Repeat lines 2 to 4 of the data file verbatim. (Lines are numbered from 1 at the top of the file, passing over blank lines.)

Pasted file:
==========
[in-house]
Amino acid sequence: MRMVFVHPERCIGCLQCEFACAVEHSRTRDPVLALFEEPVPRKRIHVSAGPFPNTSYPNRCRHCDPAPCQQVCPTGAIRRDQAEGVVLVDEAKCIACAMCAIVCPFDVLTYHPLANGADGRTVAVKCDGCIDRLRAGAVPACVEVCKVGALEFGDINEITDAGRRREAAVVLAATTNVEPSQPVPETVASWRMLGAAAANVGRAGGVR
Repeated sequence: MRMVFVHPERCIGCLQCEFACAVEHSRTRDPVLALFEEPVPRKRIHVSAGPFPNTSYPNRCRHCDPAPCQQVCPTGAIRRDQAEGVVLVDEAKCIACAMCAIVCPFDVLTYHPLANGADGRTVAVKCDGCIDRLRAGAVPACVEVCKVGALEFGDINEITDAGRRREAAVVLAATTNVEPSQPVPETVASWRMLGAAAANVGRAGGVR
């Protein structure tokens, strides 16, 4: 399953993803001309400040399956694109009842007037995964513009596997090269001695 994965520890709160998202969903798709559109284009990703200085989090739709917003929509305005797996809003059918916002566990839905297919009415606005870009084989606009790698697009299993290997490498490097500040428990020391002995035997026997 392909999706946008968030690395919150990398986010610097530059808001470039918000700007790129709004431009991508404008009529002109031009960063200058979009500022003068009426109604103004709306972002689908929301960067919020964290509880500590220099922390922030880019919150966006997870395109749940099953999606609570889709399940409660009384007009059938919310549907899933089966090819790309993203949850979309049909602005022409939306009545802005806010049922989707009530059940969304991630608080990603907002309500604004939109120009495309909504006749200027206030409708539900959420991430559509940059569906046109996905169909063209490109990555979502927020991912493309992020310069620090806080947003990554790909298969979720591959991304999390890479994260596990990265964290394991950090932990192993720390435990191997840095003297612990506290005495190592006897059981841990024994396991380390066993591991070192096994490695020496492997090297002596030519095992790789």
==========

Amino acid sequence: MRMVFVHPERCIGCLQCEFACAVEHSRTRDPVLALFEEPVPRKRIHVSAGPFPNTSYPNRCRHCDPAPCQQVCPTGAIRRDQAEGVVLVDEAKCIACAMCAIVCPFDVLTYHPLANGADGRTVAVKCDGCIDRLRAGAVPACVEVCKVGALEFGDINEITDAGRRREAAVVLAATTNVEPSQPVPETVASWRMLGAAAANVGRAGGVR
Repeated sequence: MRMVFVHPERCIGCLQCEFACAVEHSRTRDPVLALFEEPVPRKRIHVSAGPFPNTSYPNRCRHCDPAPCQQVCPTGAIRRDQAEGVVLVDEAKCIACAMCAIVCPFDVLTYHPLANGADGRTVAVKCDGCIDRLRAGAVPACVEVCKVGALEFGDINEITDAGRRREAAVVLAATTNVEPSQPVPETVASWRMLGAAAANVGRAGGVR
């Protein structure tokens, strides 16, 4: 399953993803001309400040399956694109009842007037995964513009596997090269001695 994965520890709160998202969903798709559109284009990703200085989090739709917003929509305005797996809003059918916002566990839905297919009415606005870009084989606009790698697009299993290997490498490097500040428990020391002995035997026997 392909999706946008968030690395919150990398986010610097530059808001470039918000700007790129709004431009991508404008009529002109031009960063200058979009500022003068009426109604103004709306972002689908929301960067919020964290509880500590220099922390922030880019919150966006997870395109749940099953999606609570889709399940409660009384007009059938919310549907899933089966090819790309993203949850979309049909602005022409939306009545802005806010049922989707009530059940969304991630608080990603907002309500604004939109120009495309909504006749200027206030409708539900959420991430559509940059569906046109996905169909063209490109990555979502927020991912493309992020310069620090806080947003990554790909298969979720591959991304999390890479994260596990990265964290394991950090932990192993720390435990191997840095003297612990506290005495190592006897059981841990024994396991380390066993591991070192096994490695020496492997090297002596030519095992790789």